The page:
Senge says organizations have six learning challenges (all of which, of course, hinder their ability to truly become "learning organizations"):
(1) Identity with individual jobs. 'I am a secretary'. 'I am a financial aid officer.' 'I am a human resource specialist.' Employees understand their tasks and duties; what they don't understand is their purpose in the organization. Have you ever known anyone that says, 'Well, that's not my job!' People who strongly define themselves by their jobs feel helpless and powerless, and they rarely take ownership for anything that goes wrong. These linear thinkers blame their boss, the 'organization,' someone in another division, or YOU (one of their peers)! Until employees see themselves are part of something much bigger than 'their individual jobs', an organization cannot become a learning organization.
(2) Shhhhhh: the enemy is waiting to trap us! When employees begin to almost always blame an external source for problems or challenges, then the organization is anything but a 'learning organization.' There is limited knowledge (or acceptance) for the fact that our jobs are a small part of a much bigger system, and 'out there' is anywhere but 'in here'. Everything is segmented into silo - another linear approach to thinking.
(3) Delusions of Grandeur. Managers many times solve problems quickly, and get rewarded for doing so. (They got the enemy!) Then these managers are applauded due to their proactive nature. In reality, this type of action is 'reactive' NOT proactive. When we're proactive, we commit to solving our own problems first, and we therefore get very good at 'thinking ahead' and avoiding other problems before they come to full fruition.
(4) F-O-C-U-S on the wrong thing. Most organizations focus on how much they sold (sales), budget cuts, new products/services, research and development, etc. Senge would argue that most events that happen in organizations are chronic vs. acute. Recognition of the patterns of events and happenings over time are what allow an organization to meet the future with confidence. It is this recognition that allows people to make sense of the patterns of behaviors they're seeing, whether internally within the organization or externally in the marketplace. Environmental decay, the erosion of public education, decline in product quality, low-carb diets, etc., are long-term events that have been occurring (in some shape or form) over a period of time. They are chronic events - NOT acute events. And when they finally get around to negatively impacting an organization, it's too late!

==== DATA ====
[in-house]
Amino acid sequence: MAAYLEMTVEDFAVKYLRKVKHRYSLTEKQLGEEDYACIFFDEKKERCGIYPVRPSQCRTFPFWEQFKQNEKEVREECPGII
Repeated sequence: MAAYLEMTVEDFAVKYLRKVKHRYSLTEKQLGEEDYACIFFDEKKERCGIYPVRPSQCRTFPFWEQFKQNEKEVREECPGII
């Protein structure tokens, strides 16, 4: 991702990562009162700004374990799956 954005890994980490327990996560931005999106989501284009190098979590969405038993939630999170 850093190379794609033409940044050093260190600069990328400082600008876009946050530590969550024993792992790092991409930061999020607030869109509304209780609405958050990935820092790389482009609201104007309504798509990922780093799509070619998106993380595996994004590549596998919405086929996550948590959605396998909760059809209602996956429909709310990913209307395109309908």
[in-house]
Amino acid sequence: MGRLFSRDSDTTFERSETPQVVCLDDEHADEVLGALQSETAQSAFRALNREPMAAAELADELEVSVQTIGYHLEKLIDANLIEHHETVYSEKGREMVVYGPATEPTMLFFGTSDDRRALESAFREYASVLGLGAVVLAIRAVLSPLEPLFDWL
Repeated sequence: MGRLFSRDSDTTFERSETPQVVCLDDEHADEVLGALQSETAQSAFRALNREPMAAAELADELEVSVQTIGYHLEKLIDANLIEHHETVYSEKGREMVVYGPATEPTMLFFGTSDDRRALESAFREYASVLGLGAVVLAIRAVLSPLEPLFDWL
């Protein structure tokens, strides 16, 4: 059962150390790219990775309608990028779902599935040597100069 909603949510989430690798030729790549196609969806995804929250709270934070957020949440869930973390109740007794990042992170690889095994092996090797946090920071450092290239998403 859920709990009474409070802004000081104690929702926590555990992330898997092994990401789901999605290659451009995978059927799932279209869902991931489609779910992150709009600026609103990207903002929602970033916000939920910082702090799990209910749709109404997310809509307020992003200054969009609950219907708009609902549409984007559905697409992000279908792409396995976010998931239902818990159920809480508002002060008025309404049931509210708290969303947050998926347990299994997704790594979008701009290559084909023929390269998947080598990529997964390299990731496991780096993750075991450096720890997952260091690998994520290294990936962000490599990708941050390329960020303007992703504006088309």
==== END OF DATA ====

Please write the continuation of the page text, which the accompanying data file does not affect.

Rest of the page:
(5) Delusional thinking. While we learn from experience (from our mistakes), we convince ourselves that we learn EVERYTHING from our experiences. While this may be true, Senge argues that in many instances for a corporation, it is YEARS before we know what we learned. An example: When Research & Development invents and refines a new product, gets it on shelves for the masses to purchase, then begins to improve the product, etc. While improvements are always welcome in the marketplace, there are many 'improvements' that should have been part of the first introduction. But we don't discover that until much later (one year, three years, five years'who knows!). Our organizational systems many times are not designed to help us 'see' things clearly.
(6) Living in Nor-Nor Land. Management puts on the front that they are in full body armor and ready to take on ANY problem that comes along (while also putting on the front that they can solve ANY problem that comes along). In the meantime, there are employees fighting for their territory, or turf, and working very hard to make themselves look good to management. Therefore, no one â??rocks the boat.' Decisions are made - and many times they are decisions that were reached short of any meaningful dialogue or disagreement - because everyone's putting on a front! It's a disease.
What do you think about these six organizational learning challenges? How do these concepts relate to training & development? Please provide your rationale.
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I agree with Senge on what he says about these six concepts. All too often we put our identity into our job instead of having it in ourselves or with your religion. Our priorities are easily mixed up and we are not able to focus clearly. Anyone who is an employee or in management can easily believe that their boss is out to get them but this is not always the case. All he or she wants is for him or her to do their job and to do it well with as few flaws as possible. I have seen too many managers getting patted on the back for a job well done, instead of taking action to make things happen. They sit back and watch others do it, but they fail to do it themselves and when employees see it, many of ...
This solution provided an opinion on the six learning challenges as well as related them to training and development.